Semaphore: Women in the RAN: The Road to Command at Sea

Semaphore Issue 19, 2006
Semaphore Issue 19, 2006

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The current mission of the Royal Australian Navy (RAN) is “to fight and win in the maritime environment...”[1] This Semaphore Newsletter highlights the achievements and contributions by RAN women whilst ashore and at sea from World War II (WWII).

On 21 April 1941, a Navy Office letter to the Commodore-in-Charge, Sydney, authorised the entry of women into the Australian Navy as ‘The Women’s Royal Australian Naval Service’ (WRANS). This initiative was in response to increased wartime demands for naval personnel. Hence, on 28 April 1941, 12 wireless telegraphists and two other telegraphists who had volunteered to serve as cooks, accompanied by their friend and mentor Florence McKenzie,[2] arrived at the RAN Wireless/Transmitting (W/T) Station, Canberra. Kitted out in their hunting green Women’s Emergency Signalling Corps uniforms they embarked on their watchkeeping careers. They represented the first wave of women in the RAN; and on 1 October 1942, they were sworn into the Navy as enlisted personnel. On 1 July 1943, the W/T station was commissioned as HMAS Harman.

By October 1942, 580 female volunteers had been recruited and enlisted,[3] and four months later the number had increased to 1000.[4] However, they were not permitted to serve at sea or overseas and were limited to 27 naval occupations.[5] By the end of WWII, the Australian Navy had more than 2500 serving WRANS in its ranks, which made up 10 per cent of the entire naval strength; and by 1945, a total of 3122 women had enlisted in the WRANS.[6] Post-war rationalisation led to the Service being disbanded and the last wartime WRANS were discharged in 1948. By 1951, however, the need for female sailors and officers was once again recognised and the Service was reconstituted. In 1984, the two separate women’s services were abolished, the WRANS regulations repealed, and the WRANS were incorporated into the Permanent Naval Forces (PNF).

The WRANS served in all naval establishments performing the equivalent duties of their male counterparts, except that the WRANS were not permitted to serve at sea. The main fields of employment for the WRANS Officers were administration, training, recruiting, communications, supply and secretariat, medicine, dentistry and law. Conditions of service and employment opportunities (except for pay) for members of the WRANS were aligned as closely as possible with those of male naval personnel. Variations in the conditions of employment stemmed from Government policy of the day that Service women were not to be employed in combat duties. This policy effectively precluded members of the WRANS from seagoing employment. Nevertheless, some WRANS Officers volunteered for up to three weeks sea experience (whilst under training) in the RAN’s then training ship, HMAS Jervis Bay.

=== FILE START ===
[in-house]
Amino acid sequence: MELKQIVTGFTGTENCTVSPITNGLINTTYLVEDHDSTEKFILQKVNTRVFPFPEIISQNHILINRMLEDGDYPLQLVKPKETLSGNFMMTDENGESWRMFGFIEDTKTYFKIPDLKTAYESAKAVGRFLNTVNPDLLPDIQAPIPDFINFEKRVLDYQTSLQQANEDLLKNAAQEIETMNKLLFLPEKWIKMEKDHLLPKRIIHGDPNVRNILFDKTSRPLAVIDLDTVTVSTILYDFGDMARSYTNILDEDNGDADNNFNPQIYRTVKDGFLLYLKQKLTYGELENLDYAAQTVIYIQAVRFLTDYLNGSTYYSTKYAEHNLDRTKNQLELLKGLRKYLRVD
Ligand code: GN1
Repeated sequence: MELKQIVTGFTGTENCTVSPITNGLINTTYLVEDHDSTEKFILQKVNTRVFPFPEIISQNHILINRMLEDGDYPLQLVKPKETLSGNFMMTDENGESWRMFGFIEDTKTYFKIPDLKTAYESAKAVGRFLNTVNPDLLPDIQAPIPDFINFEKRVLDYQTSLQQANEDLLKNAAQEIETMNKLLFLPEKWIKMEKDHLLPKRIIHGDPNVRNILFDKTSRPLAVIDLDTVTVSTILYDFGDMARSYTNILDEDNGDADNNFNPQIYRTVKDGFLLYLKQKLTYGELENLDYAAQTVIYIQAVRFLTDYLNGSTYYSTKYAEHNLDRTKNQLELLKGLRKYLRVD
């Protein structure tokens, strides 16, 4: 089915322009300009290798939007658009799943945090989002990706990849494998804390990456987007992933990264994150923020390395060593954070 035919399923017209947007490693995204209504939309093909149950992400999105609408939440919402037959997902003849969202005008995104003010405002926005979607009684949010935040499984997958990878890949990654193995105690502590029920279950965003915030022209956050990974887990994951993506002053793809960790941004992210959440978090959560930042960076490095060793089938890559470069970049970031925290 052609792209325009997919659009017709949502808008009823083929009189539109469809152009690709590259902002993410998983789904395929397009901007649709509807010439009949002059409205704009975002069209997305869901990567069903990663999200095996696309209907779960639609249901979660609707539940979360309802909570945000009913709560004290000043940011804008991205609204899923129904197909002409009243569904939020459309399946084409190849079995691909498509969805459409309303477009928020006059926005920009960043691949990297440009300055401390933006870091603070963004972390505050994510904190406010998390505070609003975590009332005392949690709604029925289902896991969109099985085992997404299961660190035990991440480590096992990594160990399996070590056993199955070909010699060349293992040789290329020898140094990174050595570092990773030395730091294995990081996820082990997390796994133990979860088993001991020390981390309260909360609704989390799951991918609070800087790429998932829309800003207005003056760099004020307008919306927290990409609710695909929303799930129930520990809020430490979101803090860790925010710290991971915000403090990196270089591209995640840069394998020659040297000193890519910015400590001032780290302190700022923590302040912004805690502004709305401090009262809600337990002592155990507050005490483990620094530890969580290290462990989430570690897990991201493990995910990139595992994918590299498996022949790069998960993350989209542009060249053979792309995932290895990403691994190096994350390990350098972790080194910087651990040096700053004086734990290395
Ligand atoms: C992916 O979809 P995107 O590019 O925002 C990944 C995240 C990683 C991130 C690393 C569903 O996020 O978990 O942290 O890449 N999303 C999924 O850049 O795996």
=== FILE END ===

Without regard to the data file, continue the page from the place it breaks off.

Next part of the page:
Captain Joan Streeter, OBE, joined the WRANS in 1943 as a Writer, before enlisting in the second intake of Officers at HMAS Cerberus. She led the WRANS between 1958 and 1973, becoming known as ‘Ma’am Wrans’ throughout the Navy. She is best remembered for bringing about the changes in 1968 that allowed the retention of women in the RAN after marriage.[7] She spent a total of 23 years in the Service. Another prominent figure of that time was Captain Barbara McLeod, AM, who joined the WRANS as a Direct Entry Officer Candidate in 1953, at a time when the conditions of service for women in the Australian Navy were improving. She was the first WRANS Officer to be posted to the Staff of Flag Officer Commanding East Australia, becoming Commander of WRANS, HMAS Kuttabul, and she served in every establishment where the WRANS were posted, including Navy Office, Canberra.[8] In 1970, she also became the first woman in the RAN to have completed a senior management course at the Australian Administrative Staff College. After 25 years of service, Captain McLeod became the longest serving member of the WRANS to that time.